With articles like A Simple Guide to Hybrid and Cross-Platform Mobile Apps and A Simple Guide To Native Mobile Technologies, it’s time to wrap up the two distinct paths one can choose when developing modern applications in 2019. That is, applications that are compatible with phones, desktops, watches, foldables, VR/AR devices or any other device the future might bring for all of us developers to deal with!
Before diving in, let’s just recap what native and cross-platform development entail.
On the pro side, cross-platform apps have a similar look and feel to a native app, making it very hard to differentiate visually between them. Furthermore, it is possible to share code for app development on multiple platforms. The time required drops dramatically when you build on only one codebase. This is what makes cross-platform apps cost-effective for both development and maintenance. Additionally, a cross-platform app can even access the device’s hardware to almost the same extent as native apps, making it both flexible and scalable.
On the con side, interface customization is sometimes lacking and is completely dependent on the framework (Ionic, React Native, etc) that developers used to create the cross-platform application. What’s more, the performance is not always as good as native apps. That is because the intermediate programming languages lag and has its own performance cost.
Simply put, building an application natively is when you use the same programming language to build the application, as the OS you want it to run on. For example, Google’s mobile operating system – Android – is developed in Java. So, if you want to develop a native Android app you will code in Java.
On the pro side, native applications are faster and have a similar native feel as other applications running on the device. That is because there is no need to use a wrapper like cross-platform applications to interpret or translate from one programming language to another. In addition, the UI of native apps is almost always in accordance with the design language of the operating system they are built for. That is because they have direct access to the operating system’s APIs.
Native apps are also typically more scalable. This is because the apps can use the underlying hardware (accelerometer, GPS, etc) far more effectively. This often makes native apps more future-proof. Speaking of hardware, native applications have no limitations when it comes to using phone hardware. If required, native apps can access features like USB input, memory management, complex networking, etc.
On the con side, native applications have higher maintenance and development cost associated because they are built for different operating systems. In other words, developers build and maintain applications on multiple codebases. For example, a native iOS app cannot run on an Android phone and vice versa. In addition, no code is shared between the versions of the apps for the different operating systems. Therefore, native apps are more time-consuming and costly.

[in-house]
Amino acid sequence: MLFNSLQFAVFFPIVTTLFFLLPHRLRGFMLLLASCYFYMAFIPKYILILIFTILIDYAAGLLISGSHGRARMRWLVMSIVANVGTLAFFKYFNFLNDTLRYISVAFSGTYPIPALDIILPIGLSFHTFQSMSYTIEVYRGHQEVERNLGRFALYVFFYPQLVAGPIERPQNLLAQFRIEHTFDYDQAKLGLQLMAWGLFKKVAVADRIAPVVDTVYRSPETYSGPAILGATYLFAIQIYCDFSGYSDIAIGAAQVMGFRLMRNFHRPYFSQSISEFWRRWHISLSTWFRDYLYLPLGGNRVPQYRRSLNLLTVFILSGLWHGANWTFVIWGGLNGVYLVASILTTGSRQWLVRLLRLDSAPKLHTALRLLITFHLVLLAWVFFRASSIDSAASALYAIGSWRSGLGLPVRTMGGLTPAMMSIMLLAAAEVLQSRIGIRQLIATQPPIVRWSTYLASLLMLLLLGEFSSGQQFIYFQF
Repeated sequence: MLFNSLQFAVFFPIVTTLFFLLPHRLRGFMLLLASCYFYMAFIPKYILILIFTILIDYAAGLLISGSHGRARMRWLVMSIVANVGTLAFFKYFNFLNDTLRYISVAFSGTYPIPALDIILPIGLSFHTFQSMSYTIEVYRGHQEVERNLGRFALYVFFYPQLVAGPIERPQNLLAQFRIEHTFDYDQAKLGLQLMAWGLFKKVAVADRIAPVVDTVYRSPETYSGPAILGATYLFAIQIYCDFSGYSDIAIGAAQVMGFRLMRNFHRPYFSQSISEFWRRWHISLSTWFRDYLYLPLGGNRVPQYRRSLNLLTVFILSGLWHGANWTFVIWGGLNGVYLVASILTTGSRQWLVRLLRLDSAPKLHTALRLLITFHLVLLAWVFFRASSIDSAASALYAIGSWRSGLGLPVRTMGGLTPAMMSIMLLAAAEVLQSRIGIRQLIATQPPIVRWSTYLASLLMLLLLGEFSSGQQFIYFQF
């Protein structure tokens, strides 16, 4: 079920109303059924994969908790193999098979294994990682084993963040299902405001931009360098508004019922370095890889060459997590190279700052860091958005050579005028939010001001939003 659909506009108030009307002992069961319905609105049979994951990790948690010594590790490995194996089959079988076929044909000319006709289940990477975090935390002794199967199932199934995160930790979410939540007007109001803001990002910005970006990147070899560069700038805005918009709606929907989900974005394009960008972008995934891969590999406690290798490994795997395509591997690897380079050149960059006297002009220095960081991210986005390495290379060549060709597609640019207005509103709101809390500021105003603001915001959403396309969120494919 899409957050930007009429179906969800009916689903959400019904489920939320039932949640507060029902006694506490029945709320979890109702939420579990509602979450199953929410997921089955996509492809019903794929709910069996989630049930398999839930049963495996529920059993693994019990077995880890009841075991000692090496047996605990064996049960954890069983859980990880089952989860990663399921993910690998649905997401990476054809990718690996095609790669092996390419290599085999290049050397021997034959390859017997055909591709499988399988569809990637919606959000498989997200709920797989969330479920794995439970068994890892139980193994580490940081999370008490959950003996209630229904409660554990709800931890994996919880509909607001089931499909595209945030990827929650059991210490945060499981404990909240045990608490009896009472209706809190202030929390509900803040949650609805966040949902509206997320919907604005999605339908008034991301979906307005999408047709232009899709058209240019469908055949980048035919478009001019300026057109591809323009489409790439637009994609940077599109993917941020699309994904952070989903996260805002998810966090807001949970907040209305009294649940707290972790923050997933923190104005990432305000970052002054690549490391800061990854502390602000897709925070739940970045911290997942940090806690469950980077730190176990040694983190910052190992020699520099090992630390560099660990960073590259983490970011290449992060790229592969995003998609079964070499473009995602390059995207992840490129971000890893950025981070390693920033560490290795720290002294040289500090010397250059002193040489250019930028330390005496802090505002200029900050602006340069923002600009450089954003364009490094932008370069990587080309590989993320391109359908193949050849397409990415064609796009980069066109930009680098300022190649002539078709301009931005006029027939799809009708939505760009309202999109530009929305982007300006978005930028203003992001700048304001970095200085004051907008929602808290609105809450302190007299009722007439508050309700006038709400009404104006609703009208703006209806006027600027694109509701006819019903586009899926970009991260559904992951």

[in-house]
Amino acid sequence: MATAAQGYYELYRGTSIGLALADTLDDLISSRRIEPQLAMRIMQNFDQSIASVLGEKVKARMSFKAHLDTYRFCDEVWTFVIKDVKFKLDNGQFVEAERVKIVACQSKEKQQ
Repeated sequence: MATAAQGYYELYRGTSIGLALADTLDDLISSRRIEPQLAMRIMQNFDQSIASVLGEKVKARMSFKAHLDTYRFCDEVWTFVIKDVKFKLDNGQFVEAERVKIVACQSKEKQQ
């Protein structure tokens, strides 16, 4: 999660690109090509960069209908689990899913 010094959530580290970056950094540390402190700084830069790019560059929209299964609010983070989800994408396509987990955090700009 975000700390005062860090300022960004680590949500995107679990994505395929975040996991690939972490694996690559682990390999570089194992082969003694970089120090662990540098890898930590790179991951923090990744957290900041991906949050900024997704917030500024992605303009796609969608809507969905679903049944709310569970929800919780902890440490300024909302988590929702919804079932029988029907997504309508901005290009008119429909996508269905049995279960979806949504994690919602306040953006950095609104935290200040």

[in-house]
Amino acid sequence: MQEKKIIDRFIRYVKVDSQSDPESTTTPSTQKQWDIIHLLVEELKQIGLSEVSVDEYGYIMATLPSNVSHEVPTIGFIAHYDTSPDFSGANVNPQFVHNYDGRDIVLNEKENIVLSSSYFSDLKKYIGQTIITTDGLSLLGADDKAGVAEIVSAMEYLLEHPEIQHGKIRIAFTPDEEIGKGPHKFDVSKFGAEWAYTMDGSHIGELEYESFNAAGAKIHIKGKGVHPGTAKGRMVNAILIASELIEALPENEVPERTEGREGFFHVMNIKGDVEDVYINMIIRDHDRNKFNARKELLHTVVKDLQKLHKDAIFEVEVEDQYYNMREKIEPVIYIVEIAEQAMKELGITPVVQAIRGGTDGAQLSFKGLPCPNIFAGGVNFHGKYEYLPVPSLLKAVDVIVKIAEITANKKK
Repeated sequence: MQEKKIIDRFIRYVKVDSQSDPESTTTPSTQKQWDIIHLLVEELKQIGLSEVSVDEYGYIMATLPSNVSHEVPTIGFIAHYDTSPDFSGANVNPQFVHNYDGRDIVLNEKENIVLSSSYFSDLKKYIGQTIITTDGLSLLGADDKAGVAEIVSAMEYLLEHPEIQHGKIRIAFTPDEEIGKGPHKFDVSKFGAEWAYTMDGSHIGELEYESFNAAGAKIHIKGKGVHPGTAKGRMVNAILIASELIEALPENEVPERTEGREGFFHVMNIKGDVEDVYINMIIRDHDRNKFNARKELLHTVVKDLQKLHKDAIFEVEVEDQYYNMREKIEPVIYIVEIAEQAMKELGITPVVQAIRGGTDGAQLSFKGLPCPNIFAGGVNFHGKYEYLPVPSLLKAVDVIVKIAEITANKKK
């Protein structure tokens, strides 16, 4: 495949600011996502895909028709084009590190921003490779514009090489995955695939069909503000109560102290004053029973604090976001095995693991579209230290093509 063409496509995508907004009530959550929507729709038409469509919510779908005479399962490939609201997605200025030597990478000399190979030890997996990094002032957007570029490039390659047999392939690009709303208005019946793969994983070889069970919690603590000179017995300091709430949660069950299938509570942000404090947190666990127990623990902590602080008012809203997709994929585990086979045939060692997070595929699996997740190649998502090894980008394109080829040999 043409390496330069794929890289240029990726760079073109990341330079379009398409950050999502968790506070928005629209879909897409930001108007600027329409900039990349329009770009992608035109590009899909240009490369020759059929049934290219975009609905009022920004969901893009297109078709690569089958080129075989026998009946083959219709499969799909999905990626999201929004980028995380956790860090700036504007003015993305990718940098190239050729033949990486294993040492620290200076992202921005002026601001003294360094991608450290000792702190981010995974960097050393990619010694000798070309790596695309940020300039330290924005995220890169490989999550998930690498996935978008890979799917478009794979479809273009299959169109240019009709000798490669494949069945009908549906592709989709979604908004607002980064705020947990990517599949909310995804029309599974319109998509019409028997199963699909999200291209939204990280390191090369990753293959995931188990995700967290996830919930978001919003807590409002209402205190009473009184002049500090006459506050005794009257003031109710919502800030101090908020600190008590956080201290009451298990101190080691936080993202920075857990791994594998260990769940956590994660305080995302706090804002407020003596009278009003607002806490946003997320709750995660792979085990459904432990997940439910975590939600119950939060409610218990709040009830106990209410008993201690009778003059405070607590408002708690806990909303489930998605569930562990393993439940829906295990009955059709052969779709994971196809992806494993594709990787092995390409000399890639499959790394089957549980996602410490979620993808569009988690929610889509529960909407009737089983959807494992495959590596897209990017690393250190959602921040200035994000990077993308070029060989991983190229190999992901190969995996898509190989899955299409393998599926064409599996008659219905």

When to use what?
Every time you choose to do something, you also choose not to do something else. All the development techniques and methods have their pros and cons. So, the best option for you is entirely dependent on your project. When you decide what is right for you, Wiredelta splits between the following three considerations:
- One vs multiple platforms
1. One vs multiple platforms
In order to decide which direction to go when choosing a coding framework for your app, you just need to answer the following question:
Is it crucial for your business to be available on multiple operating systems, or are you more niche-focused building an exquisite experience for each operating system?
If it is important for your business to have an application that can run on different operating systems then the answer to your problems is cross-platform application development. It gives you the convenience of developing on just a single codebase that you can then deploy to any operating system.
Contrarily, if your target group consist of people using predominantly iOS or Android devices, then you should focus on native app development. In this way, you will be able to create a superlative user experience.
As we already concluded, native development is more expensive than cross-platform when it comes to developing, testing, launching and maintaining an application. But there is, of course, a reason for that. High quality always comes at a higher price tag.
That doesn’t necessarily mean that cross-platform app development should be underestimated just because it is the cheaper option. Most of the time, it is not even possible for the user to distinguish if the app uses native or cross-platform frameworks. Many companies decide to go cross-platform and then invest the money saved to build out more features for their users faster.
You need to make sure you have the people to support whatever technology choice you decide, both now and in the future.
If you have developers that can work with native programming languages like Java/Kotlin for Android or Swift/Objective C for iOS development, then great, you should definitely consider going with that. If you have developers – or access to developers – that are familiar with cross-platform frameworks such as Xamarin, Flutter, React Native, etc, then you should consider going with a cross-platform framework.
In other words, it all comes down to the people you work with.
At Wiredelta® our weapon of choice is cross-platform development as it is fast, cost-efficient and enables our developers to be truly full-stack. We are well versed in Ionic and React Native mobile apps, but Flutter and PWAs are not challenges that we would avoid. So if you have a project you want to start, don’t hesitate to reach out to us today.